Social Criticism and Emotional Longing By Thilo Wydra

in 47th Thessaloniki International Film Festival

by Thilo Wydra

German cinema has been in some kind of crisis for several years now. For many years, names such as Wim Wenders, Volker Schlöndorff, Rainer Werner Fassbinder, Margarethe von Trotta and Werner Herzog have been the main representatives of German speaking movies – throughout the 60s, 70s and even in the 80s. Then, times were changing, the new comedian style came up, some sort of special mainstream-humour, which nobody understood and appreciated in other countries. Luckily, this period of comedy is over and, slowly but surely, young German Cinema is developing its own special new way. Young directors gain festival-prizes, such as recently with The Lives of Others for instance. A new visual style, modest in all manners, but strong in its narrative structure, is coming up. Some new wave, called The Berlin School, is gaining a reputation even at the Cannes Film festival.

At the 47th Thessaloniki Film festival, there were some German movies and German co productions to discover as well. In the International Competition, for instance, the Berlin-director Markus Herling did present his first long feature film Riding up Front (Schöner leben). Herling, born in 1962, also wrote the script and produced the film with his own production-company. It’s a drama about several people, all living in Berlin of nowadays, told in some Short Cuts-structure, not linear, not chronological – a circle of people, lonely people, people like you and me, outcasts without any family, without somebody to be held responsible to, of people living without love. They all meet by coincidence on Christmas Eve, people who have had nothing to do with each other, except that their different paths cross. This low-budget-picture shows various sorts and forms of the seeking and longing for love and emotional togetherness. It’s about inter-human understanding, about the huge lack of togetherness in the modern harsh society of today. All the actors are more or less unknown until now, and they all play their parts convincingly. In consequence, it is probably this authentic touch, which convinces most. There seems to be no distance between actors and spectators. All these little lives could just be happening next door – in Berlin, in Germany, or maybe elsewhere in this fast anonymous globalized world…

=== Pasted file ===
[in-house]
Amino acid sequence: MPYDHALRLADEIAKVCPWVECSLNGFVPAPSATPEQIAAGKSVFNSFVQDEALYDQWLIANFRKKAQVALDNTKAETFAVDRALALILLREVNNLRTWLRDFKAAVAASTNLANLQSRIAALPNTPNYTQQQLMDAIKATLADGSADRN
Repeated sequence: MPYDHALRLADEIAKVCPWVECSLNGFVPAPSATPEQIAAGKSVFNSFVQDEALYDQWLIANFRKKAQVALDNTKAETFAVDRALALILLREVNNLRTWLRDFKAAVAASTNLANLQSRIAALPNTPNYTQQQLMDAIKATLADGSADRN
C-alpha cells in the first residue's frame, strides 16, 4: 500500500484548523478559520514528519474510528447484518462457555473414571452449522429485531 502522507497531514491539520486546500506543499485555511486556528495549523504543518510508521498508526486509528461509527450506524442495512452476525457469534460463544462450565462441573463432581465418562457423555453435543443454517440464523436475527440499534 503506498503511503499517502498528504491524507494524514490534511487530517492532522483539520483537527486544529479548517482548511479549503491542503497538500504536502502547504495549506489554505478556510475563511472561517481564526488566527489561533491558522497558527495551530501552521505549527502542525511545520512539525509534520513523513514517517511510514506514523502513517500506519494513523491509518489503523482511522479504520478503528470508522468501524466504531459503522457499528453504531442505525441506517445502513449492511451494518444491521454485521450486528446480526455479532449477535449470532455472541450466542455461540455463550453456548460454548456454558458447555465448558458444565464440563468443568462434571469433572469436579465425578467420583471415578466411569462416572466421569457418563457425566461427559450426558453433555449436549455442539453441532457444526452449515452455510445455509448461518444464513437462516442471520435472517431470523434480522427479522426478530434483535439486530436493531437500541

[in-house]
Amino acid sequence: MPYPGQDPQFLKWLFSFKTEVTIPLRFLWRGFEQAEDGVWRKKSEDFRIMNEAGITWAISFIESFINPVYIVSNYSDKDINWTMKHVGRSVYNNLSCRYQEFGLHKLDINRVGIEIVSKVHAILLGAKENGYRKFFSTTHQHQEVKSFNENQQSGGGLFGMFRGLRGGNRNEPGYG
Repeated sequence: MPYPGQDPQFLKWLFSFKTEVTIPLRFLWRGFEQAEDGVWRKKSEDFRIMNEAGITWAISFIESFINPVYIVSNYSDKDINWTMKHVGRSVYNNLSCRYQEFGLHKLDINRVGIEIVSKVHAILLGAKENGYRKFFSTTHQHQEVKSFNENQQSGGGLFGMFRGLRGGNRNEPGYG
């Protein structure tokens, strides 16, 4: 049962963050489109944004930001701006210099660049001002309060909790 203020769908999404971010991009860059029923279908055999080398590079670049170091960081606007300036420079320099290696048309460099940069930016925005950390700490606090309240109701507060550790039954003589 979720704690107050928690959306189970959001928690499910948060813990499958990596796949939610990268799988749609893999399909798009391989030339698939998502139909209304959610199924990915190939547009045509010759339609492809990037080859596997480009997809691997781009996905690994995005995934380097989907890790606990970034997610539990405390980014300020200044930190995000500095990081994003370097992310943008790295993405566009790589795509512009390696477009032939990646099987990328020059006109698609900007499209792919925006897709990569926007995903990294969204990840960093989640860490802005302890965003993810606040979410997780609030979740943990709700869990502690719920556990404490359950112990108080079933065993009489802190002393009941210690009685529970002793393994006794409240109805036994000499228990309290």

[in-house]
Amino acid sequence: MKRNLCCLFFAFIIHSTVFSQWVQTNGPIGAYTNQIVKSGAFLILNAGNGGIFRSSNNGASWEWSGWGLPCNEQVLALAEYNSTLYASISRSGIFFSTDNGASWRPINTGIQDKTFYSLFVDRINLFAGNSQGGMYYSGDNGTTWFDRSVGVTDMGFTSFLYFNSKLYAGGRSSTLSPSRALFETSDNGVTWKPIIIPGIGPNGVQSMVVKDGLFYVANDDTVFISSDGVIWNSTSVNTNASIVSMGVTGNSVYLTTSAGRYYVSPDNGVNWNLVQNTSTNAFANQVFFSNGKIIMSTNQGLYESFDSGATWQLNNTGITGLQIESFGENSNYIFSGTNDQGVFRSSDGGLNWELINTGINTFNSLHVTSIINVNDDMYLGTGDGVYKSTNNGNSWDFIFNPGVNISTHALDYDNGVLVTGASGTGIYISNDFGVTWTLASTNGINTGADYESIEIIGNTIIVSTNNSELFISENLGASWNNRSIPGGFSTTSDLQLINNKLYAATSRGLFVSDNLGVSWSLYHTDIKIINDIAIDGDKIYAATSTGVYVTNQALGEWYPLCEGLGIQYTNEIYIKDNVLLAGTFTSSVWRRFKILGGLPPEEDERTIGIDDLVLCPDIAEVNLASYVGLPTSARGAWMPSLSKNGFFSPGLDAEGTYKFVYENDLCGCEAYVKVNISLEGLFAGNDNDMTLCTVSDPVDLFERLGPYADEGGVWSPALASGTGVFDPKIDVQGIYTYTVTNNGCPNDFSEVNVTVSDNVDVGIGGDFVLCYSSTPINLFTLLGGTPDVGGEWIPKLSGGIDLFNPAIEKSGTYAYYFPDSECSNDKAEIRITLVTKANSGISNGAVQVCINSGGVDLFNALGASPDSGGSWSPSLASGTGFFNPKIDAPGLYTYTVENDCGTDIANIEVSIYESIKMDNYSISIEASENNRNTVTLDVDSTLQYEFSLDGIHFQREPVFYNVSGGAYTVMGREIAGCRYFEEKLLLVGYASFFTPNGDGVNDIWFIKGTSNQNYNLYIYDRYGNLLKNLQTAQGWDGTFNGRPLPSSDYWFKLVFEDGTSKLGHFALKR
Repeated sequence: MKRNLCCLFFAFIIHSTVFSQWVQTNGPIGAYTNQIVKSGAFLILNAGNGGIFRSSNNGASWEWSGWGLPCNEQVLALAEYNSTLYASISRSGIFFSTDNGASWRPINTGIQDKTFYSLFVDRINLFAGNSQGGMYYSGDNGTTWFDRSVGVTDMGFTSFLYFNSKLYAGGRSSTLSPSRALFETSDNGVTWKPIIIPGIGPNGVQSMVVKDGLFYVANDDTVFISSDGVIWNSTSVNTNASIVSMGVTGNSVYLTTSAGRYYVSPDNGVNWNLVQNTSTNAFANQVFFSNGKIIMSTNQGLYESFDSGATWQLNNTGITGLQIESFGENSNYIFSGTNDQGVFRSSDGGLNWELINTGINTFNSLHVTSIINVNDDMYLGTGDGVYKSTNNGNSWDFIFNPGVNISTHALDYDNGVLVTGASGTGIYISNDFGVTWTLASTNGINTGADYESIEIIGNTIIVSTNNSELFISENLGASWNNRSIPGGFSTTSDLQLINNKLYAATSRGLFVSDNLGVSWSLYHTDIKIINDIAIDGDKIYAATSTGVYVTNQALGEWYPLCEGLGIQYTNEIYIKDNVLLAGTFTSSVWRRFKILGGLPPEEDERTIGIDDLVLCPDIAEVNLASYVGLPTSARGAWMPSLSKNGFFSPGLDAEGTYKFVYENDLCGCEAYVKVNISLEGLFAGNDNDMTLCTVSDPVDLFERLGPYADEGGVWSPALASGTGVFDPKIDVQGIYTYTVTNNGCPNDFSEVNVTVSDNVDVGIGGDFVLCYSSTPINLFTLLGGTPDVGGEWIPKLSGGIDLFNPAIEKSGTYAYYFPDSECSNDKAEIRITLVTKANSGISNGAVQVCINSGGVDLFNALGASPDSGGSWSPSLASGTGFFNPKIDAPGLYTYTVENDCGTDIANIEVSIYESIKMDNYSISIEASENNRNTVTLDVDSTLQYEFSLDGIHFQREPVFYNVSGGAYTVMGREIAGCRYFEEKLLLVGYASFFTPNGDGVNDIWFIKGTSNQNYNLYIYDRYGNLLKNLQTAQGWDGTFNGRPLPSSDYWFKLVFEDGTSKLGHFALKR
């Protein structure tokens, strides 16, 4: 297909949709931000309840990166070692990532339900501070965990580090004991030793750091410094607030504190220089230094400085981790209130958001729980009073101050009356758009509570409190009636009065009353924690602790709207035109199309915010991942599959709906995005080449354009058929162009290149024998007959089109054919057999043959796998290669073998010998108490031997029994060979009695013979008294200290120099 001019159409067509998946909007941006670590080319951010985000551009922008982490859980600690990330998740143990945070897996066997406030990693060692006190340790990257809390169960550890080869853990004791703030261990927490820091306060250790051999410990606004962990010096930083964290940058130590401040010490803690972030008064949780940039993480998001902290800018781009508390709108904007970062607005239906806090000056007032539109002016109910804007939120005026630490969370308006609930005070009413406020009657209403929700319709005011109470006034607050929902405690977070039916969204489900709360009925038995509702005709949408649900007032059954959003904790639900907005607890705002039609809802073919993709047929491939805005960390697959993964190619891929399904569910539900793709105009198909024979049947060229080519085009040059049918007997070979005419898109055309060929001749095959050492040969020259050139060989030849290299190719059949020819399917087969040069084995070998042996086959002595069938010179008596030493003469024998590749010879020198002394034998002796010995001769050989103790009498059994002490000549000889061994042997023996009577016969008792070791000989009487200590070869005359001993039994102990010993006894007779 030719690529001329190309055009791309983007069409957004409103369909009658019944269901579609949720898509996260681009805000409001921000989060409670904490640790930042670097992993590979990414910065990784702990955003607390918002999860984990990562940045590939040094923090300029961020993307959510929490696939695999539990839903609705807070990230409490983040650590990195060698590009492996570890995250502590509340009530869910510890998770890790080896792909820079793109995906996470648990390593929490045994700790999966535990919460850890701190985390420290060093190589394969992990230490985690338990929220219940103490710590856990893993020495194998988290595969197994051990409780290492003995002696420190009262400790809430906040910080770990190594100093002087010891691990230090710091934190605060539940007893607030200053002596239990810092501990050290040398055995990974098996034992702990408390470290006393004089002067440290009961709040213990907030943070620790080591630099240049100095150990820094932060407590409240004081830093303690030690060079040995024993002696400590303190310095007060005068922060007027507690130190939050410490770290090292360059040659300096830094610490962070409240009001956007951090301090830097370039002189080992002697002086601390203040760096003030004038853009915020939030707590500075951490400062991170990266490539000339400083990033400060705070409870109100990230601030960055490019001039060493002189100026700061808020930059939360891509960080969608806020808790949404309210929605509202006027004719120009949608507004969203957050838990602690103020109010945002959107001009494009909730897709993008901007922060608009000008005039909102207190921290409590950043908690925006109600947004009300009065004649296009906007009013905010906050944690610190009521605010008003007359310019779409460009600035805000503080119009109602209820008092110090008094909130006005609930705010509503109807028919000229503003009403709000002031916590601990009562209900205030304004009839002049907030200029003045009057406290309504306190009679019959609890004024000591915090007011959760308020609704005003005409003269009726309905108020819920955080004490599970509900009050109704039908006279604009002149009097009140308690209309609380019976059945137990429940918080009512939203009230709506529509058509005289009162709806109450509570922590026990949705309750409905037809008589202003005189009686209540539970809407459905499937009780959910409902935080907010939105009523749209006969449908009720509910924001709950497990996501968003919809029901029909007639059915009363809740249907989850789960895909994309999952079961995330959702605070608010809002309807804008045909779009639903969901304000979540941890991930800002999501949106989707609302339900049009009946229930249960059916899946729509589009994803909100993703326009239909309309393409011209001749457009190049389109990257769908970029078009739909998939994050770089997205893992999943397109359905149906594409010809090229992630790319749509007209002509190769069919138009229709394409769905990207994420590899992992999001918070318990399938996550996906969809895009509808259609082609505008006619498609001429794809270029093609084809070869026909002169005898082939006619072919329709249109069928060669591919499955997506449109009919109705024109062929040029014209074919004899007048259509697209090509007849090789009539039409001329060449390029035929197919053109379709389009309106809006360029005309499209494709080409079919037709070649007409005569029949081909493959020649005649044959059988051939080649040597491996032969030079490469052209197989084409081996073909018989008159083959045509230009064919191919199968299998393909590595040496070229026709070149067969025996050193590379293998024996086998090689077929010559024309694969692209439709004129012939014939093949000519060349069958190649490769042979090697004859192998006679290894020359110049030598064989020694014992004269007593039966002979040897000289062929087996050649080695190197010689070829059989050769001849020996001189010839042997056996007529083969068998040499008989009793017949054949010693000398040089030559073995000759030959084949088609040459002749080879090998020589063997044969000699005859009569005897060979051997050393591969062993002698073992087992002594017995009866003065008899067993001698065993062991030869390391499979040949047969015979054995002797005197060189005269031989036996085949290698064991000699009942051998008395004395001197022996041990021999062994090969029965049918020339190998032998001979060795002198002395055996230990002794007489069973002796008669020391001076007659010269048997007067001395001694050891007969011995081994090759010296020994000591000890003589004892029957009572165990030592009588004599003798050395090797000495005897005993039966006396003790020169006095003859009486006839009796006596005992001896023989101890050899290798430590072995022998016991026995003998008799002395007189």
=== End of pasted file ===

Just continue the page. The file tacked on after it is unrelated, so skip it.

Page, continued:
Other sections of the Thessaloniki Film festival did include Ulrich Köhler’s Windows on Monday (Montags kommen die Fenster), screened Out of Competition, or Warchild by director Christian Wagner, shown in the Bakan Survey, or Bülent Akincis Running on Empty (Der Lebensversicherer) and female director Valeska Grisebach with her two movies Be My Star (Mein Stern) and Longing (Sehnsucht), both in the Independence Days Programme. Besides all this, the Alexander-Award has been contributed to Wim Wenders for his entire work, which was partly shown in a special tribute. Wenders himself opened an exhibition of photographs at the Thessaloniki Museum of Photography, film stills taken by his wife Donata and himself on the set of various of his movies (Buena Vista Social Club, The Million Dollar Hotel, Don´t Come Knocking). So, at the end, one of the few outstanding guys representing German cinema since several decades, was honoured, whereas young German directors did introduce their first or second feature-work to the festival spectators. A closing circle, somehow.